Millions of Pakistanis remain dependent on aid handouts after the country's worst flooding in history [EPA]

Pakistani authorities are racing to protect two southern towns and their 360,000 residents from surging floods, as the nation struggles to cope with its worst natural disaster in nearly a century.

Advancing floodwaters continue to threaten towns in Sindh province, where 19 of its 23 districts have been deluged, displacing more than 2.8 million people, according to provincial authorities.

"The situation is a bit serious in Johi town and Dadu. We are  taking all-out measures to save them from ravaging floodwaters,"  provincial irrigation minister Jam Saifullah Dharejo told AFP news agency on Monday.

"The water is 20km away from Dadu city but we cannot  rule out a serious threat to this city," one of the largest in the  north of Sindh, Dharejo said.

"We are making all our efforts to save Dadu and Johi," he  added.

Dadu and Johi are about 320km north of the  main southern port city of Karachi and officials fear the waters will breach protective embankments unless they are quickly strengthened.

District coordination officer Iqbal Memon said Johi was most in danger of the advancing floods.

"The floodwaters are fast heading towards Johi town after inundating most parts of Khairpur Nathan Shah and Mehar towns and several surrounding villages in Dadu district," he said.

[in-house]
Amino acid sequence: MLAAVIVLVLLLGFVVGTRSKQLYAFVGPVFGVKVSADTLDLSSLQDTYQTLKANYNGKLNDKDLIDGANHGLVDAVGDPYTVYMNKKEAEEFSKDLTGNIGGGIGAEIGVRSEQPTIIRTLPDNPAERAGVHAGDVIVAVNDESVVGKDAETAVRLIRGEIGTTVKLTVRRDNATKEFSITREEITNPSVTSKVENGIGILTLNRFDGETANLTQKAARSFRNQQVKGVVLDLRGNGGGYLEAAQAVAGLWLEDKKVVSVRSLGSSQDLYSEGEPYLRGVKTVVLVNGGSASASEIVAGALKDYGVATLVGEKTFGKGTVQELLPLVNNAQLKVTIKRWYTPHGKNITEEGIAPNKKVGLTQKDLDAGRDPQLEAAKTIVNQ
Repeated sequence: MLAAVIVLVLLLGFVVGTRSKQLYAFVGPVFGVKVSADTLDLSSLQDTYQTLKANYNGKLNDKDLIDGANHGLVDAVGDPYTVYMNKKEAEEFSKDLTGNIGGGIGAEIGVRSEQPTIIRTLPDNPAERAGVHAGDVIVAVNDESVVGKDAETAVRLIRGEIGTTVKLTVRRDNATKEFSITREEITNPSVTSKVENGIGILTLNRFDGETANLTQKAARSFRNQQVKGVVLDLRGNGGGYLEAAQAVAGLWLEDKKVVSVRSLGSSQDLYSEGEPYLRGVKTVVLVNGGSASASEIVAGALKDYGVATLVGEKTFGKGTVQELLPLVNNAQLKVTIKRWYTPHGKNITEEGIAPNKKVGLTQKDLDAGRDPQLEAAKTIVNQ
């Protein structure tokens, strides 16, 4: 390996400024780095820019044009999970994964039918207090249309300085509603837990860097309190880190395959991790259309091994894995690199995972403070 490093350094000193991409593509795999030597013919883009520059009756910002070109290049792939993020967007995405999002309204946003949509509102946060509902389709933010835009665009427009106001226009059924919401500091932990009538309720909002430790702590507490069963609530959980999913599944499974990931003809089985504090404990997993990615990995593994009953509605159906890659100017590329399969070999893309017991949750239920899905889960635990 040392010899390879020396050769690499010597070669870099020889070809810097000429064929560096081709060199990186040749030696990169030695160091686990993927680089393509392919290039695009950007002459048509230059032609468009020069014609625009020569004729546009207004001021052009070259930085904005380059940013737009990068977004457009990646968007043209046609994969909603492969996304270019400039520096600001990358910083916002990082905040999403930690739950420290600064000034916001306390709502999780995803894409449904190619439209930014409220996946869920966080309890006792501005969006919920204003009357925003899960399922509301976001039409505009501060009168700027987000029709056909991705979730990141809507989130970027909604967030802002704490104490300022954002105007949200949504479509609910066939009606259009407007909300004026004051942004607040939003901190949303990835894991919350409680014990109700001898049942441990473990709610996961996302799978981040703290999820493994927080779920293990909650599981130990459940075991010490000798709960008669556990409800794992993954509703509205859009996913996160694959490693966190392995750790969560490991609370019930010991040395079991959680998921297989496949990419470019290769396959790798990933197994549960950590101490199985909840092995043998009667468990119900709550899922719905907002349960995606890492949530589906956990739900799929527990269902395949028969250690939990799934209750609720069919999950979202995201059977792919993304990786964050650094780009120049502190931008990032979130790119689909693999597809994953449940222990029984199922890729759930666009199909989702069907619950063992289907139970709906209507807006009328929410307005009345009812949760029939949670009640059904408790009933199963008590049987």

"For two days, we are employing all available means to strengthen the protective embankments around Dadu and Johi but the threat still remains," he said.

About 80 per cent of the Johi's population of 60,000 had already fled to safer areas.

Meanwhile, troops had evacuated 2,644 people from flood-hit areas of Jati, Mehar, Johi, Shahdad Kot and Sujawal, the military said in a statement.

Milions aid dependent

"Army has established 25 relief camps in Sindh," it said, adding that 33,047 people were given cooked food during the previous 24 hours.

A month and a half after monsoons caused devastating floods throughout the country, submerging an area the size of England, eight million people remain dependent on handouts for their survival, which many say are too slow coming.

The UN has warned that the slow pace of aid pledges could impede relief operations and says Pakistan faces a triple threat to food supplies - with seeds, crops and incomes hit.

The floods have ruined 3.6 million hectares (8.9 million acres) of rich farmland, and the UN's Food and Agriculture Organisation said farmers urgently needed seeds to plant for next year's crops.

Prime minister Yousuf Raza Gilani has warned that the country faces inflation of up to 20 per cent and slower growth because of the disaster.

The floods have killed 1,760 people but disaster officials have said the number of deaths is likely to rise "significantly" when the missing are accounted for.

Source: Agencies